There is a running argument regarding the origins of aïoli,whether or not it belongs to Spain, Catalonia, Roussillon, the Vaucluse, Carmargue, Côted’Azur or Haute Provence, but it has had a place on the tables of all these areas for generations. Without a doubt the home of the “grand aïoli” is in Provence

What is aïoli?
Traditionally aïoli was a mix of a bukb of garlic to 250-300ml of olive oil mixed to a paste with a pestle and mortar,then seasoned with a pinch of salt and a few drops of lemon juice.

An adapted version :
10 cloves of garlic
1/2 tsp fine sea salt
2 egg yolks
250ml olive oil
2tsp lemon juice
Black pepper

With ingredients at room temperature, peel the garlic and pound with salt, then mix throroughly with the egg yolks
Add the oil in a thinstream stirring constantly until the mixture emulsifies.
Then stir in the lemon juice and season with pepper.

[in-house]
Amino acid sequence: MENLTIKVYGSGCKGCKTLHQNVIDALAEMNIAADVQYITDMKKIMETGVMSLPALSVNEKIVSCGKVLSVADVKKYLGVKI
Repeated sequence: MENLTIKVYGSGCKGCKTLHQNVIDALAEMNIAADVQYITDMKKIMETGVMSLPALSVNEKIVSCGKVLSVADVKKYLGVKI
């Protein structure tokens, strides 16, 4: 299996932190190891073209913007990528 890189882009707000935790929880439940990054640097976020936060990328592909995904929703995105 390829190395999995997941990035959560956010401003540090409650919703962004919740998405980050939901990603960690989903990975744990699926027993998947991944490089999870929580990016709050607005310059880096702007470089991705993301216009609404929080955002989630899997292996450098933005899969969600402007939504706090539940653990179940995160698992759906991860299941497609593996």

The Provençal Grand Aïoli
Traditionally this was on the menu in times of fasting, but no longer- it is now a feast and on many menus as a regional speciality.

The aïoli itself is the most important ingredient accompanied by a variety of vegetables- artichokes, courgetters, celery, carrots, mangetout,broad beans, turnips, fennel, brocolli, potatoes or anything else that might be in season. These vegetables are served with boiled eggs, fish ( traditionally this was dried cod), possibly perizinkles and sometimes boiled lamb or beef

For a Jamie Oliver twist on aïoli, click here

Le grand aioli
Aioli is very straightforward to make, with much of the preparation done in advance, and suits being served hot or tepid. Ideal whatever the weather
Lindsey Bareham

Le Grand Aioli

* Recipe by Marie Bousquet

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